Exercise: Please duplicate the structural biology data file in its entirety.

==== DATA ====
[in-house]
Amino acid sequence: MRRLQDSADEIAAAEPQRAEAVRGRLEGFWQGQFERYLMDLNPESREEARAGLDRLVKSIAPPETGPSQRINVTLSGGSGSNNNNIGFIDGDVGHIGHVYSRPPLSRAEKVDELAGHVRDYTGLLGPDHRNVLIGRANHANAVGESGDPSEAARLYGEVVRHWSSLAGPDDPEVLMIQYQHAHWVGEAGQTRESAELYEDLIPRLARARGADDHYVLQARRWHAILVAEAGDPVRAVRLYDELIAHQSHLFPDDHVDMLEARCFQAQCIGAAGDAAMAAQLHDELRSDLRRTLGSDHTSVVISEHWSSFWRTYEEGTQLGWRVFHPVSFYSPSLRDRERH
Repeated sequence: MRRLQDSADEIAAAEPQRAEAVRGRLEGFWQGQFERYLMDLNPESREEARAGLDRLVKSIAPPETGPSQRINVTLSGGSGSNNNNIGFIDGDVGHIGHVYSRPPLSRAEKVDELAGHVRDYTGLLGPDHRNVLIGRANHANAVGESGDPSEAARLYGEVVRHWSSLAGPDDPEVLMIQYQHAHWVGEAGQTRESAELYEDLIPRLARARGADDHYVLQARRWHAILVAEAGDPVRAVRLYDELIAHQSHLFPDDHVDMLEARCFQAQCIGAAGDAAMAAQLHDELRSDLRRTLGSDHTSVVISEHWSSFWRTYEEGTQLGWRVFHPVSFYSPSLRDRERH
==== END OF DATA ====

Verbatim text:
[in-house]
Amino acid sequence: MRRLQDSADEIAAAEPQRAEAVRGRLEGFWQGQFERYLMDLNPESREEARAGLDRLVKSIAPPETGPSQRINVTLSGGSGSNNNNIGFIDGDVGHIGHVYSRPPLSRAEKVDELAGHVRDYTGLLGPDHRNVLIGRANHANAVGESGDPSEAARLYGEVVRHWSSLAGPDDPEVLMIQYQHAHWVGEAGQTRESAELYEDLIPRLARARGADDHYVLQARRWHAILVAEAGDPVRAVRLYDELIAHQSHLFPDDHVDMLEARCFQAQCIGAAGDAAMAAQLHDELRSDLRRTLGSDHTSVVISEHWSSFWRTYEEGTQLGWRVFHPVSFYSPSLRDRERH
Repeated sequence: MRRLQDSADEIAAAEPQRAEAVRGRLEGFWQGQFERYLMDLNPESREEARAGLDRLVKSIAPPETGPSQRINVTLSGGSGSNNNNIGFIDGDVGHIGHVYSRPPLSRAEKVDELAGHVRDYTGLLGPDHRNVLIGRANHANAVGESGDPSEAARLYGEVVRHWSSLAGPDDPEVLMIQYQHAHWVGEAGQTRESAELYEDLIPRLARARGADDHYVLQARRWHAILVAEAGDPVRAVRLYDELIAHQSHLFPDDHVDMLEARCFQAQCIGAAGDAAMAAQLHDELRSDLRRTLGSDHTSVVISEHWSSFWRTYEEGTQLGWRVFHPVSFYSPSLRDRERH